Isabel Toledo: Beyond the Michelle Obama Dress

The late fashion designer, best known for creating the first lady’s 2009 inauguration-ceremony look, imbued her work with a love of diversity.

“My ideal happens to be diversity,” Isabel Toledo told Interview magazine in 2014. “I love difference. I love change.” (JP Yim / Getty)

If she had done nothing else in her career, Isabel Toledo, who died Monday of breast cancer at the age of 59, would be celebrated for dressing Michelle Obama for her husband’s 2009 inauguration ceremony. In a harbinger of the coming eight years, Obama chose a sheath dress and matching coat made by a Cuban American woman rather than by the grizzled white men—Ralph Lauren, Bill Blass, James Galanos—whose designs had heretofore been synonymous with “American” style in the White House. Obama accessorized with Jimmy Choo shoes and gloves from J. Crew, mixing the aspirational and the affordable with an elegance that would become her style signature. And instead of the usual red, white, or blue, she wore a greenish-yellowish hue that Toledo called “lemongrass”—a typical example of the designer’s taste for “off” colors.

The inauguration-ceremony outfit that Isabel Toledo designed for Michelle Obama in 2009 set the new first lady apart from her predecessors. (Charles Dharapak / AP)

In Toledo’s words, the outfit “had sunshine.” It brightened up the gray January day, and paid tribute to a president who had campaigned on a platform of hope and change. The New York Times wrote, “If Mrs. Obama is a different and more stylish first lady than the country has seen in a while, she proved it Tuesday with some striking fashion choices.” The “sophisticated” look “seemed designed to stand out against the traditional red and somber black coats on the Capitol steps,” while telegraphing her “adventurous spirit.” The outfit may not have been universally loved (Canada’s National Post said the retro ensemble was “less Jackie O than Pat Nixon”), but it was unforgettable.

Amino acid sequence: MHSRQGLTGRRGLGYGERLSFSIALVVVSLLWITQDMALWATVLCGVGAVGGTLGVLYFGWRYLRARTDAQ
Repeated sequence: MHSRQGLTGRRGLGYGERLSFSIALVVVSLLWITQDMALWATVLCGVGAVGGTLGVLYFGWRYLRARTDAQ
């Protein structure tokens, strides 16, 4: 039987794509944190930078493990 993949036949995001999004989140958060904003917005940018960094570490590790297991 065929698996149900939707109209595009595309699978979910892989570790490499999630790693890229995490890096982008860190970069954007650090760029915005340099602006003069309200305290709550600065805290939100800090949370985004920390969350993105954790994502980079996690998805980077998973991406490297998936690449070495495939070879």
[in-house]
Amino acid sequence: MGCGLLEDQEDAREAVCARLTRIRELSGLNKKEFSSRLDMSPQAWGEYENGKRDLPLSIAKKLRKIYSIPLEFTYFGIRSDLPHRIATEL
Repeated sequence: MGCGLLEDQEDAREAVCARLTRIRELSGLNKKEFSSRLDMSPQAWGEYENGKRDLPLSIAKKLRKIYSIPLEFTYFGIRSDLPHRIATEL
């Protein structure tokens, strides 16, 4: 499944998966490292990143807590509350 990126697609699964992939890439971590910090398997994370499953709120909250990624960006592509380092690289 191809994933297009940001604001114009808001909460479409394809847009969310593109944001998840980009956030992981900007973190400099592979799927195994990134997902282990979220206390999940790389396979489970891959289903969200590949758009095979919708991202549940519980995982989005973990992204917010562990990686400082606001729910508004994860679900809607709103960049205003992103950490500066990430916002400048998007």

That day was just one snapshot of Toledo’s impressive oeuvre, and merely one manifestation of the late designer’s own adventurous spirit. After coming to New Jersey as a political refugee when she was a child, Toledo attended the Fashion Institute of Technology and Parsons School of Design but never graduated, instead taking an internship at the Costume Institute of the Metropolitan Museum of Art in 1979. She went on to stage her first New York Fashion Week show in 1985. It was a pivotal era for Seventh Avenue: The AIDS crisis was devastating the industry, and many investors were skittish about backing gay male designers. As a result, some shifted their support to women such as Toledo, Donna Karan, and Rebecca Moses, who were part of a wave that changed the face of American fashion.